Monday, August 10, 2020

Eli's Eggplant

There's a bunch of things I've wanted to write about lately, but this is simply hilarious so I'm going to write about it first... and use your imagination when I say "eggplant." I'm not calling it anything else so I don't land in the wrong type of search engine!

So Eli is a ridiculously itchy horse. He's got a hundred itchy spots. It's probably easier to tell you what isn't itchy. I know he has ended up with staples in his face from itching it on inappropriate things a few times (I met him with staples under his left eye, he still has those scars and then some).

On Saturday, I noticed he has some flaking skin on one of his stifles, so I'm going to town on it with a stiff brush and he drops. Mikey was always easy to clean, Penn would try to kick me when I tried, so I was curious what Eli would do.

He had some peeling skin, and I was gently peeling/rolling it off to make sure I didn't get overzealous and pull too hard. He didn't snatch his "eggplant" away from me, so I kept on going because it was good training for sheath cleaning. For whatever reason I looked forward at his face.

He was liking it. A lot. Not in a slap the belly kind of way, in an "OMG that's the spot, KEEP SCRATCHING IT'S SO ITCHY." He really enjoyed it, some of his best "that's the spot" faces.

Umm. I've never met a horse with an itchy eggplant. Belly? Sure. The actual eggplant? Nope.

Sunday rolls around. What does a normal horse owner do? Not what I did I'm sure! I scratched his stifles again to see if I could make him drop to try and itch his eggplant again. The answer is yes, he dropped faster and more relaxed and enjoyed a good umm, scratch?

Eli is weird AF y'all. He kept his eggplant out, apparently wanting more scratches. This horse is going to be rated R if I'm not careful! He also wanted a snuggle when I walked past his face to wash my hands. 🤦‍♀️🤦‍♀️🤦‍♀️ Despite all the weird, I'm filing this under "good training" even though it's sort of gross and slightly awkward. But it's good to know he doesn't need to be sedated for sheath cleaning.

In all seriousness, I got a good reach up in his sheath Sunday to see of he'd kick me. Nope, he won't kick, but he was even more itchy up there and it was super gross. I ended up doing a poor cleaning after a trail ride. I didn't have anything on hand to clean him with other than water, so I did what I could. I pulled out enough smegma to make a ball the size of my fist, and I know there's more in there. For the 5-10 min I dug around hand deep in his sheath, he was making the best itchy faces! He won't drop with water around, so I'll have to look for a bean another day.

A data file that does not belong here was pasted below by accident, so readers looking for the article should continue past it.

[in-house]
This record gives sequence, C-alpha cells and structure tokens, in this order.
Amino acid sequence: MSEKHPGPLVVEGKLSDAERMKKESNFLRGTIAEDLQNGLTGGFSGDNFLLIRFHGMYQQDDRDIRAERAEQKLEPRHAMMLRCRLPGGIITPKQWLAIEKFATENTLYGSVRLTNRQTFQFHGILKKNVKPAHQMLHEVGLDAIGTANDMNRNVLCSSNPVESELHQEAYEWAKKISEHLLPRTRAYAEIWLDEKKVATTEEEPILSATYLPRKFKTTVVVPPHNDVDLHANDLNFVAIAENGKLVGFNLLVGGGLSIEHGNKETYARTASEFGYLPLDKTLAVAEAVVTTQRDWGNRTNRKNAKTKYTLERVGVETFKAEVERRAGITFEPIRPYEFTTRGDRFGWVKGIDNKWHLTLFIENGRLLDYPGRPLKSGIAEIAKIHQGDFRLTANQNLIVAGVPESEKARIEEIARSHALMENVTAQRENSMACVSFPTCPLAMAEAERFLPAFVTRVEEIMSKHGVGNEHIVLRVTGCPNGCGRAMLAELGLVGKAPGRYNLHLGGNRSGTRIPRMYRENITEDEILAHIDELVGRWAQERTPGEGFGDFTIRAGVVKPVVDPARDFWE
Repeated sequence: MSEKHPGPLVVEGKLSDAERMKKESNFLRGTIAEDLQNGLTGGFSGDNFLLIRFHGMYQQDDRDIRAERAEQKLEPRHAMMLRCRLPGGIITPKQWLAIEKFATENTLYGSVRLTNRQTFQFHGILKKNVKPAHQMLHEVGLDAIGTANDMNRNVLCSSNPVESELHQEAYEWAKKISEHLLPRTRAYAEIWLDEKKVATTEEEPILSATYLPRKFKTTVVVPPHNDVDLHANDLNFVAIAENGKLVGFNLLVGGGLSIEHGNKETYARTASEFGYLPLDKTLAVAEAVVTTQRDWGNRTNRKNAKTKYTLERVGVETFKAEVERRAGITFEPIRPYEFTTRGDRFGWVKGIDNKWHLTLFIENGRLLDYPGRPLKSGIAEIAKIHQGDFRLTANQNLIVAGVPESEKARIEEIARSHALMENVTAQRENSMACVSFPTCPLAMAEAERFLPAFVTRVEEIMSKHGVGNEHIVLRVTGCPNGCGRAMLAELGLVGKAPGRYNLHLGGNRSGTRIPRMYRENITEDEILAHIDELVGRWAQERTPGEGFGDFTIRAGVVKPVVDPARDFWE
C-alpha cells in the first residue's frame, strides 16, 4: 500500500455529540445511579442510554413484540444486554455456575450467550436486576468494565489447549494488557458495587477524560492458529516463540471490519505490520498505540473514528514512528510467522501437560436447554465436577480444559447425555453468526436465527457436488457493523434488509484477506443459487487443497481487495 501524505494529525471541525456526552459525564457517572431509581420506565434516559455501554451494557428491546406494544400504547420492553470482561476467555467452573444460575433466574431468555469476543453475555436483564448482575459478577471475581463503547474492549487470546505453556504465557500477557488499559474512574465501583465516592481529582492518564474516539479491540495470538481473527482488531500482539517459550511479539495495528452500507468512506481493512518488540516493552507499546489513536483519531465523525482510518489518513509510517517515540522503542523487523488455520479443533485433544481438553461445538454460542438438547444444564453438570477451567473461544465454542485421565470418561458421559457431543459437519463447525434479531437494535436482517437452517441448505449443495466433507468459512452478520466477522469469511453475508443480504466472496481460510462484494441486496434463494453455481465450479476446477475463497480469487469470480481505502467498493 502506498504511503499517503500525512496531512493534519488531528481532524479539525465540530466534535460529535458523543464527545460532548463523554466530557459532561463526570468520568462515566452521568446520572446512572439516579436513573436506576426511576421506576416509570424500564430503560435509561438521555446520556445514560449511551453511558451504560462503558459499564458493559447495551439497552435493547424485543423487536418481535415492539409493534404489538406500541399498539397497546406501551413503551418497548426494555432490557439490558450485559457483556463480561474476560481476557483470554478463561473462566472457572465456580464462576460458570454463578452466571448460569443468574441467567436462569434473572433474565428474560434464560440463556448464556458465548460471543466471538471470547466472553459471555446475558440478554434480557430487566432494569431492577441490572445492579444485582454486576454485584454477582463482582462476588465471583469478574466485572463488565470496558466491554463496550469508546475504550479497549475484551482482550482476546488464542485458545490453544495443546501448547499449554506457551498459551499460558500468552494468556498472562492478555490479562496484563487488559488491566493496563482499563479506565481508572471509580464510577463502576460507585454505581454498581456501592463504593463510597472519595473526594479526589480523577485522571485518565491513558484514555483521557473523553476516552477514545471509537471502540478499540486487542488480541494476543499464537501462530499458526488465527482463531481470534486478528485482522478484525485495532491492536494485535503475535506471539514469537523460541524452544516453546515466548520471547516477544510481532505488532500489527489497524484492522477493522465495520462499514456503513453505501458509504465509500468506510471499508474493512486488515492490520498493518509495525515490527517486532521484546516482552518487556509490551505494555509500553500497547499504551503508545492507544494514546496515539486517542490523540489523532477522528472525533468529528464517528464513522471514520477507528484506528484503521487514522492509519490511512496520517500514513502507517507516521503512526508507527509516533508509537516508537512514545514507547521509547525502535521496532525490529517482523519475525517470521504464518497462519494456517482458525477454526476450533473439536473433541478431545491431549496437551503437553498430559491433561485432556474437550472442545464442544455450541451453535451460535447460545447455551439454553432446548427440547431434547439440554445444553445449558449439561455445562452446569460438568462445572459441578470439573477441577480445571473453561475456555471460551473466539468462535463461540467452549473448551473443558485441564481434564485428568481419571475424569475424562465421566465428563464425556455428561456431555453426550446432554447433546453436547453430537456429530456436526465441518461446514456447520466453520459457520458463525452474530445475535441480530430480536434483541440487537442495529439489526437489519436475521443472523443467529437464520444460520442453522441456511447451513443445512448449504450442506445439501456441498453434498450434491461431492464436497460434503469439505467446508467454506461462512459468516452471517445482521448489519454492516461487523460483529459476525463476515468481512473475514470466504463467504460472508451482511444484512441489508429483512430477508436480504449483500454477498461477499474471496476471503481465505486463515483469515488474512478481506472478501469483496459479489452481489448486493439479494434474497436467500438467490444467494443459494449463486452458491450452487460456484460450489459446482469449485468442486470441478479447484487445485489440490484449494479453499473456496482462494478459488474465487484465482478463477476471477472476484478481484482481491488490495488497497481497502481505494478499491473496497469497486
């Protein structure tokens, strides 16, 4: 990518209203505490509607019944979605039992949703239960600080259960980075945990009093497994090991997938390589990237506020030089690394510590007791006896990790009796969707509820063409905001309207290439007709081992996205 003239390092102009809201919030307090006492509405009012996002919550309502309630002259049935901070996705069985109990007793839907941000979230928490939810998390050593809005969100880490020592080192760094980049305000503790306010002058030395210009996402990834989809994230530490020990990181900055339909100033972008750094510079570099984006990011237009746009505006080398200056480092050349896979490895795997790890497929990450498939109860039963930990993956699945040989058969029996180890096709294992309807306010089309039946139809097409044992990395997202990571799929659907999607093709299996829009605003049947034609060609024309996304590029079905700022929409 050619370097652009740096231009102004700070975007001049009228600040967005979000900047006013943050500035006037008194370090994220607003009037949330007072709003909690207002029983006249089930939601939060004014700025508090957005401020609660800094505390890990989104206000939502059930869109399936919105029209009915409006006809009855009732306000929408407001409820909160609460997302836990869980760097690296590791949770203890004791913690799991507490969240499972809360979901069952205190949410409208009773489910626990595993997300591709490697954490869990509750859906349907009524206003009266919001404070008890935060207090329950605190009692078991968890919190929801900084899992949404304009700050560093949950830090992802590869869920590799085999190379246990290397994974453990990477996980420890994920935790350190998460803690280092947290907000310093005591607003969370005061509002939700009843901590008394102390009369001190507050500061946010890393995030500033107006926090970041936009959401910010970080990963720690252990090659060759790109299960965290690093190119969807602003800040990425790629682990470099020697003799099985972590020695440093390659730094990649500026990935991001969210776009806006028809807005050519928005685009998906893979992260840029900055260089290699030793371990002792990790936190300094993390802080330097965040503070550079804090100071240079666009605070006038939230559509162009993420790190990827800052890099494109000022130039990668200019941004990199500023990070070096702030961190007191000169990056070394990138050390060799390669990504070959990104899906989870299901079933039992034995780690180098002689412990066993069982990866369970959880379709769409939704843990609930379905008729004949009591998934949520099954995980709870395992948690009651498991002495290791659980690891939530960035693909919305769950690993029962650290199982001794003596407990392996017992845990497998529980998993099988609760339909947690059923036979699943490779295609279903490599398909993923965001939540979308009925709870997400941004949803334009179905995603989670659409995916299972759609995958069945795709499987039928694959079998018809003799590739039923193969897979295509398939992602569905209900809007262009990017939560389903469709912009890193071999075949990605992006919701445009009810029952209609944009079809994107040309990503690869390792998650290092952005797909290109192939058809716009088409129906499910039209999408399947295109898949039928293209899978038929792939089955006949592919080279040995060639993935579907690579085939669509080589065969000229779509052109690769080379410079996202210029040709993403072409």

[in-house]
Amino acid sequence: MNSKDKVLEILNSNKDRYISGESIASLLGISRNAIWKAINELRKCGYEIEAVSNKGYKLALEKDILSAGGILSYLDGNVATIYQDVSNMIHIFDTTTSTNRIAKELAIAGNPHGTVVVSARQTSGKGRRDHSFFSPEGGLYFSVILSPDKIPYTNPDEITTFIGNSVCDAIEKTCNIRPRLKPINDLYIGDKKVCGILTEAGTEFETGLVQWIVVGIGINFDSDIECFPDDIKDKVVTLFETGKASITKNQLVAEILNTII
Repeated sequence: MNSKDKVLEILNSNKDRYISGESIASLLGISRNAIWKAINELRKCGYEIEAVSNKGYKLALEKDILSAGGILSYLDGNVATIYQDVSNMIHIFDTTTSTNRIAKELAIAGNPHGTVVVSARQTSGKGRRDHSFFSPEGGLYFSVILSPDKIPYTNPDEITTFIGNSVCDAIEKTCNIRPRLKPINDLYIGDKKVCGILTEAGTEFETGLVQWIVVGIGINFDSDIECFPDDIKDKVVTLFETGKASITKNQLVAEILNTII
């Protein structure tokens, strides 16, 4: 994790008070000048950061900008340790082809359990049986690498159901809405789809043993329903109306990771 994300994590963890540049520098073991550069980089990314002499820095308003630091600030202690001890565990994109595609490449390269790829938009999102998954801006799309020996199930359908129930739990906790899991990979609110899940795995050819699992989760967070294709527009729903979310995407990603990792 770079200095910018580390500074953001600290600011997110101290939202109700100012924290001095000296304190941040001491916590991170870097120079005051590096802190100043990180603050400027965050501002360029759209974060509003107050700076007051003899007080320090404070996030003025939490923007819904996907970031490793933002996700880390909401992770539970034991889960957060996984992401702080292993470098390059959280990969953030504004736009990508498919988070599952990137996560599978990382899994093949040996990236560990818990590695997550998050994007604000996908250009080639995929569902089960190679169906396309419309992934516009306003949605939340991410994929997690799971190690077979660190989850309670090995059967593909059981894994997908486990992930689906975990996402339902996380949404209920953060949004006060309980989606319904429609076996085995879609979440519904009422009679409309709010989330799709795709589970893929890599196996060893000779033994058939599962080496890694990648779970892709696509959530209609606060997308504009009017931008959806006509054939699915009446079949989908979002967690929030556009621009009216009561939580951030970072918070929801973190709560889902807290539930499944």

Sunrise 8/3/2020, Eli did not want to get out of bed!

Since he's tried to remove eyes while scratching his face, I'm just considering myself lucky he hasn't pulled off his eggplant with inappropriate scratching!


  1. Hahahaha!! Reminds me of Pig, who has also tried to remove an eye like a million times itching the crap out of his face.

  2. Lol, sounds like one of the college's horses, Tigger, who always got used as a sheath cleaning demo because he would reliably drop if you scratched his belly. Since he won't drop with water around, you might try using KY Jelly. That's how I clean Connor's. Shove a handful up there, wait a few hours or a day, and then all the smegma is soft and comes right around. Since it's lube, it doesn't need to be rinsed.

  3. When I saw this blog title I knew right away what this was about! LOL! Hampton enjoys his sheath cleaned. He will make all sorts of faces when I root up around there. And love the insides of his hind legs scratched. weirdo geldings.

  4. Ugh - Val is totally itching his face off this summer. He's also very willing when sheath cleaning time comes around. We use vaseline to loosen inner and outer smegma, and everything comes out clean as a whistle - plus stays that way longer. :D